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Cat Litter Training

You've just brought home a new kitten. Everything is great - he's wide-eyed, fluffy, and completely adorable. There's just this one problem... The little guy keeps doing his business all over the carpet, the hardwood floors, and even tabletops and shelves when he gets climbing. You start to realize that this just can't keep happening, no matter how cute he is. You've got to begin the process of cat litter training.

What's the good news? Cat litter training usually goes over fairly smoothly - it's certainly easier than housebreaking certain breeds of dogs. Some cats will tend to be more stubborn than others, but if you follow a few simple guidelines, the litter training becomes a much less daunting undertaking.

First of all, make sure you get a litter box that's size-appropriate for your new pet. If you buy a giant litter box for a tiny month-old kitten, he'll be too afraid to get in and use it. When you go into a pet store, don't be afraid to ask what size you should be looking for - the employees will be able to help you find exactly what you need.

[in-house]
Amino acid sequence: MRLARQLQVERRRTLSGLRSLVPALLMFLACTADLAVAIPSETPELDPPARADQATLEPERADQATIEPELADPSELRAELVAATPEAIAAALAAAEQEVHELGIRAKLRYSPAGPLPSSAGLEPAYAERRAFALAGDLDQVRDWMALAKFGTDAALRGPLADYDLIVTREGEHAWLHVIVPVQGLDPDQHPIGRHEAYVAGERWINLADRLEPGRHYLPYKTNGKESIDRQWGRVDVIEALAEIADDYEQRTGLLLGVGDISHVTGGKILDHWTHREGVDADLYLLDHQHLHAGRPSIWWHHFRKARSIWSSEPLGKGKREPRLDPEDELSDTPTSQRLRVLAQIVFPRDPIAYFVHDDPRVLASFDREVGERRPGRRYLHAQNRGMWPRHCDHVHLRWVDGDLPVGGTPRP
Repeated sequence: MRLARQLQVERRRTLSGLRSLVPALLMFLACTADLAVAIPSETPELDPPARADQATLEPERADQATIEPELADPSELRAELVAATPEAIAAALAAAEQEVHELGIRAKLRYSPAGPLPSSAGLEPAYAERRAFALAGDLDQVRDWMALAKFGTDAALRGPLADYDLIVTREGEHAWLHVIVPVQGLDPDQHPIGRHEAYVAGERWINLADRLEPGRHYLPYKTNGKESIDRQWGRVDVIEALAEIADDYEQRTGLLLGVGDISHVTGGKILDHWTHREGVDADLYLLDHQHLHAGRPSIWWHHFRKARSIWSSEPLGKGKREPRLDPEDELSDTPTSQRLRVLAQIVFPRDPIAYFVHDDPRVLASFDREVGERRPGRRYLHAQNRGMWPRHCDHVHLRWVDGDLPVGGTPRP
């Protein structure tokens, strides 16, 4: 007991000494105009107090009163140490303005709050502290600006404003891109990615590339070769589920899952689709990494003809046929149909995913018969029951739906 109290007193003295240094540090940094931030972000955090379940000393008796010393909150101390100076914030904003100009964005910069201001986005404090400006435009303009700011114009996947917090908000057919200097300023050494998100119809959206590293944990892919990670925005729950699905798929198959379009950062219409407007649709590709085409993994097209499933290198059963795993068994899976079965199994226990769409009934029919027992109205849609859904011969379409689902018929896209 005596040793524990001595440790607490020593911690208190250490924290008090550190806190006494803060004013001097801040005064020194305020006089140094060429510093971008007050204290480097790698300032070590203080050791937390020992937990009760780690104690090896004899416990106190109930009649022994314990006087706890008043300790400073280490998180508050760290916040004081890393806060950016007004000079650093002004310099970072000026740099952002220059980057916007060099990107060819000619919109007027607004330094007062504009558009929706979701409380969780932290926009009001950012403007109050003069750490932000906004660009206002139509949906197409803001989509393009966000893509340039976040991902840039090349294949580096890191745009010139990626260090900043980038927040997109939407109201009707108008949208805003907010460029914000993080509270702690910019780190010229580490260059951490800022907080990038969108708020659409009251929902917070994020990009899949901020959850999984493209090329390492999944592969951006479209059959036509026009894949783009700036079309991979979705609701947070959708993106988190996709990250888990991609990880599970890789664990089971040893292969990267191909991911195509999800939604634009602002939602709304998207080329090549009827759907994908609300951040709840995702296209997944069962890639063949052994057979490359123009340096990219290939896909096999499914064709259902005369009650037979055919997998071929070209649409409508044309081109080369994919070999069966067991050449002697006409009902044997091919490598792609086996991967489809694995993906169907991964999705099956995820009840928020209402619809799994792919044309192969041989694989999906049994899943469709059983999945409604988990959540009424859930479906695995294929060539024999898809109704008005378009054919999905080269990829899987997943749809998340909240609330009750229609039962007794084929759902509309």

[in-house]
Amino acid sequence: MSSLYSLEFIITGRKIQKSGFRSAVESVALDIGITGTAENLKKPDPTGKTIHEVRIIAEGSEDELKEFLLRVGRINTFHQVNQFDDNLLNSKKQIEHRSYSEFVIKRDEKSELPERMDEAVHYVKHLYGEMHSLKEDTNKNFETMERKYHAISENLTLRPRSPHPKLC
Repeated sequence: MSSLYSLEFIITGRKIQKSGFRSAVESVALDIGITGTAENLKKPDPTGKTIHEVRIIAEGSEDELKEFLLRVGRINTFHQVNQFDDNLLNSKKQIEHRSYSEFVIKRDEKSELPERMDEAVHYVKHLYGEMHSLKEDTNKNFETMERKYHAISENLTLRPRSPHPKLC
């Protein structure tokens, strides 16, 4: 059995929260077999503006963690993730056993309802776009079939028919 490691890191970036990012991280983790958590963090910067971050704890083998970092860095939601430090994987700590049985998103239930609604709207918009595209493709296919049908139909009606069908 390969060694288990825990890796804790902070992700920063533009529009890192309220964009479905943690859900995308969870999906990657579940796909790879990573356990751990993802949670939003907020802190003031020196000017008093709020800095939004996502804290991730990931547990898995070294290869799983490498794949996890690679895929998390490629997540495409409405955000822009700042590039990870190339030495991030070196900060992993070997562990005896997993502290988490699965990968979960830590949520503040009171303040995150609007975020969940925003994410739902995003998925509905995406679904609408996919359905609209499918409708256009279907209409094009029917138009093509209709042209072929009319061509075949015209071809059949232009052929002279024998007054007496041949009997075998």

Next, decide where in your house you're going to place the litter box and stick with it. If you continually move the litter box around, you'll only confuse and upset your cat. Cats, especially kittens, are very sensitive to changes in their environment, and if you don't keep the litter box in one place, they're liable to continue going to the bathroom all over your house.

Keep in mind that you may need to place your new kitten in the box at first, or scratch his paw in the litter to help him along. It can be beneficial to do this just after he's had something to eat or drink, since that's when he's going to need to use it. It may sound obvious, but it works.

Also know that a kitten isn't going to use a dirty litter box. After all, you wouldn't particularly enjoy using a filthy bathroom, would you? The same principle applies to cats, so make sure to change the litter on a regular basis. Cat litter training can be a hassle, but if you follow the basic guidelines laid out here, you shouldn't have too much trouble at all. Cats are one of the cleanest household pets you can have, and if you start litter training early - and in the proper way - they'll just about take care of themselves.

Gillian Aitken is a proud cat-lover who isn't afraid to admit that they can sometimes make for fickle pets. Are you interested in uncovering more tips and tricks on how to raise a healthy, happy cat? Visit Gill's site at

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